16) In your opinion, where is collegiate licensing headed in the future?
I think only up. Our Oregon economy has not been great and yet our sales have been growing every year for the past 19 years. Of course, teams make a difference but people seem to have such loyalty to their teams, they will continue to go to games, buy those collegiate products even when it hurts.  Is that good? I don't know but I know we have a future in collegiate licensing or at least I believe we do.  Enforcement of our trademarks has and continues to be a growing problem.  Especially off shore. That's an area that needs more attention. The small licensees are having trouble keeping their involvement with the college market due to so many larger players and exclusivities.  Part of me doesn't like that but I understand why it needs to happen.

17) What advice would you give to someone looking to enter the field of collegiate licensing?
Become a member of ICLA, really! Telling people about ICLA who are new to the industry to investigate ICLA, become members, come to a meeting, learn, you won't regret it, because I believe it's true. I'm not sure they all listen but I think there's no better place to go if you want to meet people who you need to know and learn a wealthy of information without attending a "licensing college" ha.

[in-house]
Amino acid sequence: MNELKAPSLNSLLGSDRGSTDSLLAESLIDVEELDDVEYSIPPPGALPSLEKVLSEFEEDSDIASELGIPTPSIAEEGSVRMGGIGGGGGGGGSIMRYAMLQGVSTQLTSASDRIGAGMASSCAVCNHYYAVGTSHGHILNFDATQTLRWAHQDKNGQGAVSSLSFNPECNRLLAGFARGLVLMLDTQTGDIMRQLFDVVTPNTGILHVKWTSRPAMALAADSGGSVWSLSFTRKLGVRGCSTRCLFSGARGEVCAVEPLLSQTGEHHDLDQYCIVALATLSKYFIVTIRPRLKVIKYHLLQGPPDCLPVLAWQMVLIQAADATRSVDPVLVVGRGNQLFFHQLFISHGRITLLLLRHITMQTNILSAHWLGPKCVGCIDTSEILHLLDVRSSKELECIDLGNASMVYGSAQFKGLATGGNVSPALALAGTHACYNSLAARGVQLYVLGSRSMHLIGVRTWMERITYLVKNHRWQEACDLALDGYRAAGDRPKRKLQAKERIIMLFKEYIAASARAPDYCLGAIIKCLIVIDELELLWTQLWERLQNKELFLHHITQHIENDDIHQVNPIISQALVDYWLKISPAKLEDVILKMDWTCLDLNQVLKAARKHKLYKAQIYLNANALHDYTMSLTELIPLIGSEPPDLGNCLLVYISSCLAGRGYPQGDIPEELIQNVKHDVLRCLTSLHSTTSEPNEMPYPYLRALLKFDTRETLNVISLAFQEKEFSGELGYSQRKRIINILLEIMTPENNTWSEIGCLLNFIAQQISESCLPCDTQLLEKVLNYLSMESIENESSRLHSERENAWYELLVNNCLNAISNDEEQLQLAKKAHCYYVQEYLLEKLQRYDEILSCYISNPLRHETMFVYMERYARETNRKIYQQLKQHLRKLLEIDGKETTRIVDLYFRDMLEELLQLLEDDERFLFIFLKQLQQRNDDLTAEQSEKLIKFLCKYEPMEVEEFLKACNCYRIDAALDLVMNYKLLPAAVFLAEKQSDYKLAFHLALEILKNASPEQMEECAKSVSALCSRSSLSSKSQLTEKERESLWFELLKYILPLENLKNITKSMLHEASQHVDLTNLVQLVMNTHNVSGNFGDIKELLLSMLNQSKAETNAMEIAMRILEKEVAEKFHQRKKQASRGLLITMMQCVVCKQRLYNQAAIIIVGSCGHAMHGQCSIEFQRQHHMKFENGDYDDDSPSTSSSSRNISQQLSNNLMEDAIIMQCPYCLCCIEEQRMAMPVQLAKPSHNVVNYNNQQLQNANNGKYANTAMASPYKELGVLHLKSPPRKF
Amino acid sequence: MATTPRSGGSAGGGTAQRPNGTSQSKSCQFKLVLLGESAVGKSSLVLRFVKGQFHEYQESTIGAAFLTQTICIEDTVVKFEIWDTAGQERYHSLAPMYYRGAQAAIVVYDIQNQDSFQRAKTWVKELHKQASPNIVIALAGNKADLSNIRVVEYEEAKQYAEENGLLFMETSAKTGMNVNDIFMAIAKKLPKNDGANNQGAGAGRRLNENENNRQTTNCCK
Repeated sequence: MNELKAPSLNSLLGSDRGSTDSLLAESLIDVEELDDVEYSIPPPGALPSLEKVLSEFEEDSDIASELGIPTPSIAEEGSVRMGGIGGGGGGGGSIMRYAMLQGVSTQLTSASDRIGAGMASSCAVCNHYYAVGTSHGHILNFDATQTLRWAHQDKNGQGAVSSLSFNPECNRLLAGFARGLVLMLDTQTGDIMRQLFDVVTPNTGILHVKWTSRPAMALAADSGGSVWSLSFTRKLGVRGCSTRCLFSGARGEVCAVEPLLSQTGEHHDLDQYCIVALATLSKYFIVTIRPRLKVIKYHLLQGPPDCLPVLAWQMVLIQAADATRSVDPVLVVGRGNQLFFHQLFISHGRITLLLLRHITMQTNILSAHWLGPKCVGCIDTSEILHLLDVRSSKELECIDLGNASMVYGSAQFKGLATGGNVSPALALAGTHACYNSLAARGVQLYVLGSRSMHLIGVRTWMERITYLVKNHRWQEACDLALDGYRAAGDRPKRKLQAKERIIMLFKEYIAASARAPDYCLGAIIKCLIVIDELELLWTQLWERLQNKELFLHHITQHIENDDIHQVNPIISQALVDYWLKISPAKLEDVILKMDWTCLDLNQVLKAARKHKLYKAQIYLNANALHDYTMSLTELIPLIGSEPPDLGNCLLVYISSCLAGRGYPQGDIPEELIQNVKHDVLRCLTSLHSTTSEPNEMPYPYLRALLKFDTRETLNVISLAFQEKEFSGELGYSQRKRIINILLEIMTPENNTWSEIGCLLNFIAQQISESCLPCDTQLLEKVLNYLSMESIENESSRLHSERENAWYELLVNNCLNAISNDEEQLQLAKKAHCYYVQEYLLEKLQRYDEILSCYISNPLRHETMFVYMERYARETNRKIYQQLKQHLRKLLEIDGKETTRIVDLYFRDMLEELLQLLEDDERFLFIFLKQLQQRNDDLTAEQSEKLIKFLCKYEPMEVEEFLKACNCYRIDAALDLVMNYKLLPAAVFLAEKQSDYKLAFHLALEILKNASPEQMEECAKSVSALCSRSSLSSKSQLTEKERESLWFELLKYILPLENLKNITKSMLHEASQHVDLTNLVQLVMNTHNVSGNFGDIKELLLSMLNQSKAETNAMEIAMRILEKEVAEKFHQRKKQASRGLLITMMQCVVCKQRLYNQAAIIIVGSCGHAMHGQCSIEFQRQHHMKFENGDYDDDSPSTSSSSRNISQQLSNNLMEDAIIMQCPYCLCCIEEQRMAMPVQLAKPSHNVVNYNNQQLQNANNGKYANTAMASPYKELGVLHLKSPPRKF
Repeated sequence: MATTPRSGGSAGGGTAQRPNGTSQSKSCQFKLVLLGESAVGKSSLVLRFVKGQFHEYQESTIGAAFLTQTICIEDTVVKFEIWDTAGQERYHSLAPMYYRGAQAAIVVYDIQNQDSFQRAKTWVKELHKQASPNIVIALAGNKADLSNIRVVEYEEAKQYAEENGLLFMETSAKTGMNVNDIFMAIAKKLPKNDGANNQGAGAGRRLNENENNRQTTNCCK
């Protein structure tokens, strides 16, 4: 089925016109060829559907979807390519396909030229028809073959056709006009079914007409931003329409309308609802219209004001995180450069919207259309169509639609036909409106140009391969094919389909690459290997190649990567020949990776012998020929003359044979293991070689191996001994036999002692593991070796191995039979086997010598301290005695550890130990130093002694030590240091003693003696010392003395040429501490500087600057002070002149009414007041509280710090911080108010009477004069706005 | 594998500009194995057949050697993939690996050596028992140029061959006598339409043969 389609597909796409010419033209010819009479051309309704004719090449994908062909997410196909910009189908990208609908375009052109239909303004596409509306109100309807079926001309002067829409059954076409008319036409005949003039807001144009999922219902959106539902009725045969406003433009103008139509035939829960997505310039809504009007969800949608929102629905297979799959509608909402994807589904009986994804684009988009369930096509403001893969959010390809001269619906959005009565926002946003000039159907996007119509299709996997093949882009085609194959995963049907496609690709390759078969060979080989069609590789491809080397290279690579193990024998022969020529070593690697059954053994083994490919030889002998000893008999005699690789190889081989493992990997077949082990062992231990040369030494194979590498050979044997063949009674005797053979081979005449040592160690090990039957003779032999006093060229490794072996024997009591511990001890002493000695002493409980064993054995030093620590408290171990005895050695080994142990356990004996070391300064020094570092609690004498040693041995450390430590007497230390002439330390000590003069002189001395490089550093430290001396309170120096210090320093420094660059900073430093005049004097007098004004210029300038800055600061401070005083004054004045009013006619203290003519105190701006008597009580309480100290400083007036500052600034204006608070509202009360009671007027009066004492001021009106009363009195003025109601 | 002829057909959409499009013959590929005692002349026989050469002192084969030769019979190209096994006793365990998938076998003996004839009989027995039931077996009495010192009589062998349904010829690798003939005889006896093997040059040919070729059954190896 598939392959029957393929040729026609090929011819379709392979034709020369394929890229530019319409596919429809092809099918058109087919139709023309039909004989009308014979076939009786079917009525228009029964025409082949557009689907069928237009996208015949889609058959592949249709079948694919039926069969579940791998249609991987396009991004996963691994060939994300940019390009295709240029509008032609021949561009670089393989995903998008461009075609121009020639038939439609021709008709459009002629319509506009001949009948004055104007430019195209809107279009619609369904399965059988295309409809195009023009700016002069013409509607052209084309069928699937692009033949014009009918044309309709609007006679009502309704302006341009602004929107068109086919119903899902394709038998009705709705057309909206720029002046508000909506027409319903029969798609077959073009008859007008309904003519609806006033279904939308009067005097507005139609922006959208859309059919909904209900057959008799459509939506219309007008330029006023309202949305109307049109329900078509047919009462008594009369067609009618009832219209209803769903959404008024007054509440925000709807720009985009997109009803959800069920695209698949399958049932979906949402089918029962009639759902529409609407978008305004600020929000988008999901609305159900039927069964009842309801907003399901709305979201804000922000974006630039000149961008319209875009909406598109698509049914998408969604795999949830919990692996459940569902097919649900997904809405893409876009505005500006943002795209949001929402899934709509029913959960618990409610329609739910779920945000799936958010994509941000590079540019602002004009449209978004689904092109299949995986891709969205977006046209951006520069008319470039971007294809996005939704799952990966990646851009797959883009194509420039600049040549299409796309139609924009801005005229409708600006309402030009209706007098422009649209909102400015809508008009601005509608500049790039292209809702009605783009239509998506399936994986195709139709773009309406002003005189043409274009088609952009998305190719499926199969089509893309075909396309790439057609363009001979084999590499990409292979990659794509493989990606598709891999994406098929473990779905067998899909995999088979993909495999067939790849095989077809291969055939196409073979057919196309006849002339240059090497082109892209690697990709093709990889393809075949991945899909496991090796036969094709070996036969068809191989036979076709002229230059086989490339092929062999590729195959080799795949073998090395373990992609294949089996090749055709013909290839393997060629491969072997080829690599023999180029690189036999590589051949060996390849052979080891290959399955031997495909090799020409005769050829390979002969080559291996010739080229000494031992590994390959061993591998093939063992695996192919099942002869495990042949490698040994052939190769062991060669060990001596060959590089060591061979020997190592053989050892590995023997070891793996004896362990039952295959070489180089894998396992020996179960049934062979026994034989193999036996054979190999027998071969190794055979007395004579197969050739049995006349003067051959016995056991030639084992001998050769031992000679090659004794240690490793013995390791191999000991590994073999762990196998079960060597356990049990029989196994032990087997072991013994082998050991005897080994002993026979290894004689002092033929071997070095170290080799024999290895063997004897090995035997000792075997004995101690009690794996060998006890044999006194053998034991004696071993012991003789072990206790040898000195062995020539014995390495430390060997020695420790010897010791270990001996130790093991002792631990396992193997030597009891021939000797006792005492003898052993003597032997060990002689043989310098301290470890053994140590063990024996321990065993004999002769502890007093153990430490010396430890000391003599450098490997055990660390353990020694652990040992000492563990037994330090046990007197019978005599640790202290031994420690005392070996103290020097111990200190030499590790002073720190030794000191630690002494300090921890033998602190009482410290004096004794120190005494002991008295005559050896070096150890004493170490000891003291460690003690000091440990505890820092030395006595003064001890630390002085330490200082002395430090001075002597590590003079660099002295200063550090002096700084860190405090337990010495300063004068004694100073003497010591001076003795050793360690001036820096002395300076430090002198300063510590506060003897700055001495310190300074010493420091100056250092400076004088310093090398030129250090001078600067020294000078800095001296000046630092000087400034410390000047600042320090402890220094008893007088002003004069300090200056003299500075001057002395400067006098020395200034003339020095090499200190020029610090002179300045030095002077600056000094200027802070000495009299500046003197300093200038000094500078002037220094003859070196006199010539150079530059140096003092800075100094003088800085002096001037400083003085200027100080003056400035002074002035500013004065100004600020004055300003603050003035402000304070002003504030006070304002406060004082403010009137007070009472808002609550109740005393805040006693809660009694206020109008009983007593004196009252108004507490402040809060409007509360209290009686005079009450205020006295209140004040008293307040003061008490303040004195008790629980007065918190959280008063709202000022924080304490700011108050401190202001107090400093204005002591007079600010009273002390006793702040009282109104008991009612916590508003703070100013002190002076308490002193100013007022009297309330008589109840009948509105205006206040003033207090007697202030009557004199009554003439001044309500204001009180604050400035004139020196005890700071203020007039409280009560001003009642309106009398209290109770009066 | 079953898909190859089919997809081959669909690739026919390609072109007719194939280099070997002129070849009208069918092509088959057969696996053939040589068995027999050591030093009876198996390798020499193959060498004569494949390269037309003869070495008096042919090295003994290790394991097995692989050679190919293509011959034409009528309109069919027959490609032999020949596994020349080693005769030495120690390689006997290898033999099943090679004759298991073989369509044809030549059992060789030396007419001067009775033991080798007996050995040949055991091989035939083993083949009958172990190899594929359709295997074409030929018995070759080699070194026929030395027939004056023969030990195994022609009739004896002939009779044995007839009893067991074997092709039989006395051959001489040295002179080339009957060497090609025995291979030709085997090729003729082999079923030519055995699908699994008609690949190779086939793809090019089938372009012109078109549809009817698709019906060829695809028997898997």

18) What was your biggest professional failure/mistake and how did you learned from it?
I should have focused on a business major instead of respiratory therapy. I learned that I wasn't a quitter and I finished my education, worked in the field and then refocused. I changed directions.  I think it all really benefited me in the long run.

19) What percentage of your work-week is spent in your office?
80%, but that varies during the year. I'm trying to get out to visit with retail more and find out what we can do to help them sell collegiate product, provide POS they might need.  

20)  What are you most looking forward to at the next ICLA Convention or Winter Symposium?
Networking with people I haven't seen for a while, meeting new members and hearing what the program speakers have to say. I've never gone to an ICLA meeting that I didn't come back energized with new ideas. Some just have to wait but I feel it is always beneficial to be there.